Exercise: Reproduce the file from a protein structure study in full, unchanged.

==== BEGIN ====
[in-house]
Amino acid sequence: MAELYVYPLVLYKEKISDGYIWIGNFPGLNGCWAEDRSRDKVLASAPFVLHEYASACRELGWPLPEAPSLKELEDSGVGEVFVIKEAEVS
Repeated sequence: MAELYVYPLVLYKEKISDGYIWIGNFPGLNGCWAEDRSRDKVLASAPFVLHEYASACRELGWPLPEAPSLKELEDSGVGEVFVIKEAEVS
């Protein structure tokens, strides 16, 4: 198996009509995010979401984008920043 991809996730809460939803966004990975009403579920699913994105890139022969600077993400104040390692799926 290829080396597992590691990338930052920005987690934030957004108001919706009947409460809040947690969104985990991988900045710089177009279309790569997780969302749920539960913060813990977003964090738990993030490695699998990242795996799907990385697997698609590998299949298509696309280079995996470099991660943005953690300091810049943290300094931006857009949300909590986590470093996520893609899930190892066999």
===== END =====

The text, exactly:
[in-house]
Amino acid sequence: MAELYVYPLVLYKEKISDGYIWIGNFPGLNGCWAEDRSRDKVLASAPFVLHEYASACRELGWPLPEAPSLKELEDSGVGEVFVIKEAEVS
Repeated sequence: MAELYVYPLVLYKEKISDGYIWIGNFPGLNGCWAEDRSRDKVLASAPFVLHEYASACRELGWPLPEAPSLKELEDSGVGEVFVIKEAEVS
């Protein structure tokens, strides 16, 4: 198996009509995010979401984008920043 991809996730809460939803966004990975009403579920699913994105890139022969600077993400104040390692799926 290829080396597992590691990338930052920005987690934030957004108001919706009947409460809040947690969104985990991988900045710089177009279309790569997780969302749920539960913060813990977003964090738990993030490695699998990242795996799907990385697997698609590998299949298509696309280079995996470099991660943005953690300091810049943290300094931006857009949300909590986590470093996520893609899930190892066999």